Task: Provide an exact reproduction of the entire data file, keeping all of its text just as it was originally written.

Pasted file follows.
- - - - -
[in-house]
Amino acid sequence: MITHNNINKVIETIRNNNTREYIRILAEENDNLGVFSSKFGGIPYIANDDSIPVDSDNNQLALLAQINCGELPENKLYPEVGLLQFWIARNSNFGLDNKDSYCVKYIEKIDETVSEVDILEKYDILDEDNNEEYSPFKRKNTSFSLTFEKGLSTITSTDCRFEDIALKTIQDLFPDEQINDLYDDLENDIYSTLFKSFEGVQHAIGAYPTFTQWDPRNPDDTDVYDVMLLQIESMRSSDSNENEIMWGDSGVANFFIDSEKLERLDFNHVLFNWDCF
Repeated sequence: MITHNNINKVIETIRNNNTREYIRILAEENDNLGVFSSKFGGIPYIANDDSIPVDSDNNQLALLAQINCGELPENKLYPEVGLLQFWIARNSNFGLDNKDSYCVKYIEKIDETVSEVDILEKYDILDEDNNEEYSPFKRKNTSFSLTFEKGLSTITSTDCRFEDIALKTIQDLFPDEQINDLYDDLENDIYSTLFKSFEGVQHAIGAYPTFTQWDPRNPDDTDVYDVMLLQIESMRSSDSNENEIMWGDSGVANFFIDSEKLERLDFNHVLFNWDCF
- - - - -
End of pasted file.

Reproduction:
[in-house]
Amino acid sequence: MITHNNINKVIETIRNNNTREYIRILAEENDNLGVFSSKFGGIPYIANDDSIPVDSDNNQLALLAQINCGELPENKLYPEVGLLQFWIARNSNFGLDNKDSYCVKYIEKIDETVSEVDILEKYDILDEDNNEEYSPFKRKNTSFSLTFEKGLSTITSTDCRFEDIALKTIQDLFPDEQINDLYDDLENDIYSTLFKSFEGVQHAIGAYPTFTQWDPRNPDDTDVYDVMLLQIESMRSSDSNENEIMWGDSGVANFFIDSEKLERLDFNHVLFNWDCF
Repeated sequence: MITHNNINKVIETIRNNNTREYIRILAEENDNLGVFSSKFGGIPYIANDDSIPVDSDNNQLALLAQINCGELPENKLYPEVGLLQFWIARNSNFGLDNKDSYCVKYIEKIDETVSEVDILEKYDILDEDNNEEYSPFKRKNTSFSLTFEKGLSTITSTDCRFEDIALKTIQDLFPDEQINDLYDDLENDIYSTLFKSFEGVQHAIGAYPTFTQWDPRNPDDTDVYDVMLLQIESMRSSDSNENEIMWGDSGVANFFIDSEKLERLDFNHVLFNWDCF